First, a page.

Suburban Temple-Kol Ami

Beachwood, Ohio, USA

Areas of Inclusion: Architectural & Physical Accommodations and Transportation, Autism, B’nai Mitzvah, Deafness, General Inclusion, and Religious School

About the Congregation

Suburban Temple-Kol Ami

22401 Chagrin Boulevard

Beachwood, OH 44122

Number of Congregants: 375

Contact Information

Rabbi Shana Nyer, Director of Lifelong Learning


Inclusion Programming

Does this congregation have an inclusion committee?


Developing Our Program

Over time, our general policy has been to include our students, and adults, who have struggled with special needs of any kind. In particular, we strive to "keep our kids in the building.” Cleveland is blessed to have a special needs program, called Etgar, which is a learning program for students with disabilities that is very good, but it is housed in another building. We feel strongly that "our kids" belong as part of our congregational family, and should be, if at all possible, within the classroom and community.

Number of people involved in the effort: 20

Involving People with Disabilities

We have regularly touched base with our members, to ensure we are meeting their needs.

Funding This Effort

As this is a policy, and not a program, there are not specific funds directed, but at times we do receive some grants to help us out. For example, for a time, we received grant money from our local federation for a Deaf interpreter for our high holy day children's services and religious school mornings. This grant has run out, but we still provide this service.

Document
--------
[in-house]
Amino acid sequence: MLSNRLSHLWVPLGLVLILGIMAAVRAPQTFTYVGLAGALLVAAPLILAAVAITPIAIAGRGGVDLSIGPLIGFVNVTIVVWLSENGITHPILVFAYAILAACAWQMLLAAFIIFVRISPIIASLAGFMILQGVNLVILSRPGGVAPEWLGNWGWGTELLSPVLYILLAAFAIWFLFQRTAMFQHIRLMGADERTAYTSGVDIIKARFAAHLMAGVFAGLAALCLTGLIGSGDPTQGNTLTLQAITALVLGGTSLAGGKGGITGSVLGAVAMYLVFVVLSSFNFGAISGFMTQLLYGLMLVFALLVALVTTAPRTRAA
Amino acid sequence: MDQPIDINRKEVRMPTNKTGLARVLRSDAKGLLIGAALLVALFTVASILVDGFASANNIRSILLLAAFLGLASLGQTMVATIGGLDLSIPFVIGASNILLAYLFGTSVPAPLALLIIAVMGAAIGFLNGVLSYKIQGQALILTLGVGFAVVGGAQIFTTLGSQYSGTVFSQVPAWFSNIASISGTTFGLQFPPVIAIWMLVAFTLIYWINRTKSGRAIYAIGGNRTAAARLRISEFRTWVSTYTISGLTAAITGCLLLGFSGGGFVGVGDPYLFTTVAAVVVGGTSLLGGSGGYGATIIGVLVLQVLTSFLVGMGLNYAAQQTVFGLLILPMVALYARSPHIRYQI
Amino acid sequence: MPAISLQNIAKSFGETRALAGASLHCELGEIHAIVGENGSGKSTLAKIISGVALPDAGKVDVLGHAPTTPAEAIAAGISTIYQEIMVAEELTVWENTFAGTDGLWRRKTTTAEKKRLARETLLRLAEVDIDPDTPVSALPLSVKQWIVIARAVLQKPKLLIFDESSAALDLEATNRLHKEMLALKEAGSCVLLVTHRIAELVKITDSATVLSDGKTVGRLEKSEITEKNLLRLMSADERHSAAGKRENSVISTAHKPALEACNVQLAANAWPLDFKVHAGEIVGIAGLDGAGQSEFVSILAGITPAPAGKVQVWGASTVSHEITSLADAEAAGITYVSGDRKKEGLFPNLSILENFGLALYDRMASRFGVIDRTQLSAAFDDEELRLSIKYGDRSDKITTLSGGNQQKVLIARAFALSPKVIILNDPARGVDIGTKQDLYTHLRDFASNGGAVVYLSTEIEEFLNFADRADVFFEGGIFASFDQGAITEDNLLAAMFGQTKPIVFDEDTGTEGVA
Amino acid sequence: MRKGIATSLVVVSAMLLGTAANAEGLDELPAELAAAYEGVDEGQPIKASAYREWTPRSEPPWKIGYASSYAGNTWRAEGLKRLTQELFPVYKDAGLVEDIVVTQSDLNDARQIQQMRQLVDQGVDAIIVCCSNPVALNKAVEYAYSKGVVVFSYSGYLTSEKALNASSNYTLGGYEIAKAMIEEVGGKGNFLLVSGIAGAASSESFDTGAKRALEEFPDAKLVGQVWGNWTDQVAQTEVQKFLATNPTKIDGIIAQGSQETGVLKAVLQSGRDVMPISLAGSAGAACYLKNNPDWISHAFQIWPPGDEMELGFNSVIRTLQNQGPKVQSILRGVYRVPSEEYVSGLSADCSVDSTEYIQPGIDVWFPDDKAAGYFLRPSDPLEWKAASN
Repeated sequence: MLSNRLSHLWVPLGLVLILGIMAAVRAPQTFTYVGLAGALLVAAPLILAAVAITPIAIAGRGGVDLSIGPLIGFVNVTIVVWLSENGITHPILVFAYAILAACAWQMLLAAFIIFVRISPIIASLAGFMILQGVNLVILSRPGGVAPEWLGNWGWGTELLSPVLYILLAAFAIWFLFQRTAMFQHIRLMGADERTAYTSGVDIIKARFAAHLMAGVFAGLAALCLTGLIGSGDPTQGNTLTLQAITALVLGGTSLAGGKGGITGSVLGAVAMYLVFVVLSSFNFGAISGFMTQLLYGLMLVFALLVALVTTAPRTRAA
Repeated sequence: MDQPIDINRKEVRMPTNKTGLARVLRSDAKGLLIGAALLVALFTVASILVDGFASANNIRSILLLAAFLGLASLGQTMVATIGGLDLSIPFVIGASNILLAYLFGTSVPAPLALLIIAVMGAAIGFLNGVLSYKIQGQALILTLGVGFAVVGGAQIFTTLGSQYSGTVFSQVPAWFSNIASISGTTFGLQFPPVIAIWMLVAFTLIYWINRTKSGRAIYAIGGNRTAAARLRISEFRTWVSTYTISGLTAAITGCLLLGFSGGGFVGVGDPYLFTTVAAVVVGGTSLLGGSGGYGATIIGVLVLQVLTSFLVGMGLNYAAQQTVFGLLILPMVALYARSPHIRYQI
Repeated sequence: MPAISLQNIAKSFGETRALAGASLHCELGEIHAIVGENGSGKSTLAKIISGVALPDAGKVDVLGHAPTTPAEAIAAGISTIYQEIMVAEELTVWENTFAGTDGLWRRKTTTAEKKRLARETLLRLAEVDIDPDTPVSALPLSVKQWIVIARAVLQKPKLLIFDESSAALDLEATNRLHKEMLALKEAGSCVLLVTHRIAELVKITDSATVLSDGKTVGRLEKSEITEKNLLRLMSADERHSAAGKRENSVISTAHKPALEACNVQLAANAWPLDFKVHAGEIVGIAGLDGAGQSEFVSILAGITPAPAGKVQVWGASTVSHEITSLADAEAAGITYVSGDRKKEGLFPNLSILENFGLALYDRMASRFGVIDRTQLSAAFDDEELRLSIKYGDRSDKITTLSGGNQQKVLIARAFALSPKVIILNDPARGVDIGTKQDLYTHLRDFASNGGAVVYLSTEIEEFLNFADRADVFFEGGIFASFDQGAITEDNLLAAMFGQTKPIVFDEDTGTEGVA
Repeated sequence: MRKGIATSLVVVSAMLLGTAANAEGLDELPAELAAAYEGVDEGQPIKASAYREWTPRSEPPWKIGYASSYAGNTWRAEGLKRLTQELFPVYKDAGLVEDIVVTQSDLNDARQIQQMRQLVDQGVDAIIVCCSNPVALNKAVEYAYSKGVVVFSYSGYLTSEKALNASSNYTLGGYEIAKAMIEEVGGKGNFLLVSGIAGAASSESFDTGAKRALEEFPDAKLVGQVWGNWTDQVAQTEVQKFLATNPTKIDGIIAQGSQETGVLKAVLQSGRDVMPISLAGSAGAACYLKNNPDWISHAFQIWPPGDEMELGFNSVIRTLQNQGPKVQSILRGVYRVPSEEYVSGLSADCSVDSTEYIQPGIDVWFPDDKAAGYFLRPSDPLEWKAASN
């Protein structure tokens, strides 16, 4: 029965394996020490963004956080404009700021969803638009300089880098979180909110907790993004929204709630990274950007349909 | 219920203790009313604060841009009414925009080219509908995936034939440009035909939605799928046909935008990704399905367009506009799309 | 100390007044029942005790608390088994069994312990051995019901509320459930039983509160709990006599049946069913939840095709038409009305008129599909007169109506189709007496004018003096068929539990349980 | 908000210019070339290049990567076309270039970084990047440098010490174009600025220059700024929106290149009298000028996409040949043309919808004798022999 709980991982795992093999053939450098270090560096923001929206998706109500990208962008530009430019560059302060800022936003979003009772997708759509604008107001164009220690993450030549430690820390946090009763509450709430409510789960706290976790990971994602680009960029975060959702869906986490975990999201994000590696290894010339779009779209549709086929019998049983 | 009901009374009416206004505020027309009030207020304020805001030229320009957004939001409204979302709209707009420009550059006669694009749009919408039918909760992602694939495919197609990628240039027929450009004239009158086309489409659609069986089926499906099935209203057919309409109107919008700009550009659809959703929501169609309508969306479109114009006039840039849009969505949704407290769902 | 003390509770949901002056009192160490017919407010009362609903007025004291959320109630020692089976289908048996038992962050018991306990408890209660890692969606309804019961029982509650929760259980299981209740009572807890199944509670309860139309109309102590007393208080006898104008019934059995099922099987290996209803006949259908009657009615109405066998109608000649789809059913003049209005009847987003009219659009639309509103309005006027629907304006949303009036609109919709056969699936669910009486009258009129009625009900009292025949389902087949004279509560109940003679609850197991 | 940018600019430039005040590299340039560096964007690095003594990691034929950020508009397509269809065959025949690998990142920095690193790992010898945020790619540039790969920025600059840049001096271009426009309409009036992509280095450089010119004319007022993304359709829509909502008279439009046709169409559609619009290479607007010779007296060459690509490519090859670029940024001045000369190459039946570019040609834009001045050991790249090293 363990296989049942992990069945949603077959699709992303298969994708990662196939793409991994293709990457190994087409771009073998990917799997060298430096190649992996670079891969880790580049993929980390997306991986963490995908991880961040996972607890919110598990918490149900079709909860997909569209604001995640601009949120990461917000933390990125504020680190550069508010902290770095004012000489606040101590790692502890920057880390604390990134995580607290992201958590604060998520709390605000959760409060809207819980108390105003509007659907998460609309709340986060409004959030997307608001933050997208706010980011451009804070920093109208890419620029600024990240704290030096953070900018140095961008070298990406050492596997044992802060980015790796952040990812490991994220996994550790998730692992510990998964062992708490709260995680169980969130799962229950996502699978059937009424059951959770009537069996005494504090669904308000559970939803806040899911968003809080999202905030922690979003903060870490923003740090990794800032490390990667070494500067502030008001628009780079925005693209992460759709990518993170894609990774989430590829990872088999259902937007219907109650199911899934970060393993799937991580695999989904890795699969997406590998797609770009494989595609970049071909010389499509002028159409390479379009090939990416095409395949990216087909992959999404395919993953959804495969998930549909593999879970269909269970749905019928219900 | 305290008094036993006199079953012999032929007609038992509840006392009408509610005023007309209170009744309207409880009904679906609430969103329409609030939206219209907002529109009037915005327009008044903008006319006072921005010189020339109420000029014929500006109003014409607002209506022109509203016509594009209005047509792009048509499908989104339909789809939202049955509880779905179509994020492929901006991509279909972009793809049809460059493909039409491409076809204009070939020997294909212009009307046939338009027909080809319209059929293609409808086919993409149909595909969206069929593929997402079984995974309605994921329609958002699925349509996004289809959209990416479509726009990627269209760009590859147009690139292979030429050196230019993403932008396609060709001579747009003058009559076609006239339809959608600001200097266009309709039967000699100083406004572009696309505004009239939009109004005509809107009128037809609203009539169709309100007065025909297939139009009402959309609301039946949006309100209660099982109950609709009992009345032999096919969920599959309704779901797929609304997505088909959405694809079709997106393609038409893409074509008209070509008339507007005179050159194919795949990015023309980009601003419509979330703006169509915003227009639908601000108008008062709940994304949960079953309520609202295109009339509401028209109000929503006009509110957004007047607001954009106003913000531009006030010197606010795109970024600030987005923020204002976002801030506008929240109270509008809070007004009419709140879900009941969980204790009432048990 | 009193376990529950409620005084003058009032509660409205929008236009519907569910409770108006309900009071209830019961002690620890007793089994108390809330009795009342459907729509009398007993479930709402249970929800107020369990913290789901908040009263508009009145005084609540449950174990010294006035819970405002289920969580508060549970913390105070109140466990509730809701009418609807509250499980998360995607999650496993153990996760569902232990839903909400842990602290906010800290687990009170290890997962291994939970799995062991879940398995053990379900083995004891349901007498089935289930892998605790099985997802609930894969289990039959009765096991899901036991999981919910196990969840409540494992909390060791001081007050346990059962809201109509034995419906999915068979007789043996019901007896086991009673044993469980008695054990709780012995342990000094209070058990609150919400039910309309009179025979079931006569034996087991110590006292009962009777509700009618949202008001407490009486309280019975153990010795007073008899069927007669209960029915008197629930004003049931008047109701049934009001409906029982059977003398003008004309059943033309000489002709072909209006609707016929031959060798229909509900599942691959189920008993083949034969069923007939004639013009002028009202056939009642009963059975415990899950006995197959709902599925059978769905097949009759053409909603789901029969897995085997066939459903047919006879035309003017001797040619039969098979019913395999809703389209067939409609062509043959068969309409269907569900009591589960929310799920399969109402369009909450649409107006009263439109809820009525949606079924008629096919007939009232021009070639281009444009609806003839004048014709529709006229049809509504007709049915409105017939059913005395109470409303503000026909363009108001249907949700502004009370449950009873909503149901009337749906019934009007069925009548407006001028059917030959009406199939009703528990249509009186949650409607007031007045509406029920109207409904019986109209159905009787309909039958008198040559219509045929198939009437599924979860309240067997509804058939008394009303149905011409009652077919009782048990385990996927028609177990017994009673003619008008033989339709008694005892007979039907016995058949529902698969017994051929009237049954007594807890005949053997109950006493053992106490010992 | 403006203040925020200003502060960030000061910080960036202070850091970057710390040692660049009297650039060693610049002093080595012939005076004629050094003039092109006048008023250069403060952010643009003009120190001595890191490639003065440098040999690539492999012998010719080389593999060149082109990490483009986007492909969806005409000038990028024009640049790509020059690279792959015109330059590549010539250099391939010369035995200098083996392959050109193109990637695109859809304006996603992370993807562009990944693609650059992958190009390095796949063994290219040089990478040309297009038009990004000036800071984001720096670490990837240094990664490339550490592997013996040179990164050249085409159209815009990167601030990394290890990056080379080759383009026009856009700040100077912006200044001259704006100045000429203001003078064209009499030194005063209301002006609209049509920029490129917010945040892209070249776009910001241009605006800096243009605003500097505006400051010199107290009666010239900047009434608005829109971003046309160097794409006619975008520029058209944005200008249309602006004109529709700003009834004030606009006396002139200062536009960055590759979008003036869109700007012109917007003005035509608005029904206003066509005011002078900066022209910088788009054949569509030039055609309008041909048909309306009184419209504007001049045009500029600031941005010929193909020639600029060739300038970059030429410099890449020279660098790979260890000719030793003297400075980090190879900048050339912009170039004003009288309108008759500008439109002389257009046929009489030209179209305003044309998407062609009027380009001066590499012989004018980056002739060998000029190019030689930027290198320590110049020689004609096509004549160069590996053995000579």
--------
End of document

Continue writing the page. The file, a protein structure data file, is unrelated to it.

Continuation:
Helpful Agencies & Organizations

We have worked in conjunction, at times, with the Jewish Federation of Cleveland, and the Jewish Education Center of Cleveland. As they are both top-notch, world-class experts, they have always provided excellent feedback for us in how to improve our reach.

Process & Sharing

History, Materials & Processes that Guided Our Approach

Both the educator, Rabbi Shana Nyer, and head Rabbi, Rabbi Allison Vann, are rather new to this congregation. We inherited a philosophy of inclusion. We have opened that philosophy to ensure, and insure, that we are truly including all those with special needs. We have seen an increase in those on the autism spectrum, and are working with teachers to help them to develop skills to handle these students. Our school simply accepts that two of our teachers/teachers aides have Fragile X, a rare genetic condition, and they are treated as part of the team. Our student who is Deaf, does not communicate verbally, and struggles with walking, is celebrated for his achievements and growth. Two years ago, we learned to sign the Sh'ma with him. This is just part of our school—our parents, teachers, and students simply see it is as part of who we are.

We face a unique challenge: to be a highly qualified, excellent school, which accepts, includes, and deeply challenges everyone, no matter where they are. A blog post relating to religious school is available in the links below.

Evidence of Successful Inclusion Efforts

Last year, a student with special needs was considering transferring to Cleveland's off-site special needs program, because of the facilities the program offered for him.

He chose to stay with our school, even though we are limited in what we can offer him, because of his love for our community and how much he loves being with us. His family recognized that the community, rather than the learning, at this point in his life, was the most important thing for him.

Evidence of Changing Attitudes

I recently met with a single mother who was considering a bar mitzvah for her son, who has some reading issues, anxiety issues, and has severe ADHD. While they have opted not to have a Bar Mitzvah (mainly for reasons of family dynamics), her closing comment to me was, "I never thought he could actually do this. Now I know: he really, really could. And it would be great."

Future Inclusion Efforts

We know that we are successful with our students with stated learning and physical needs. We are hoping to expand our reach to students in the Gifted and Talented arena, who also struggle, as well as work more in depth with adults, and those struggling with mental illness.

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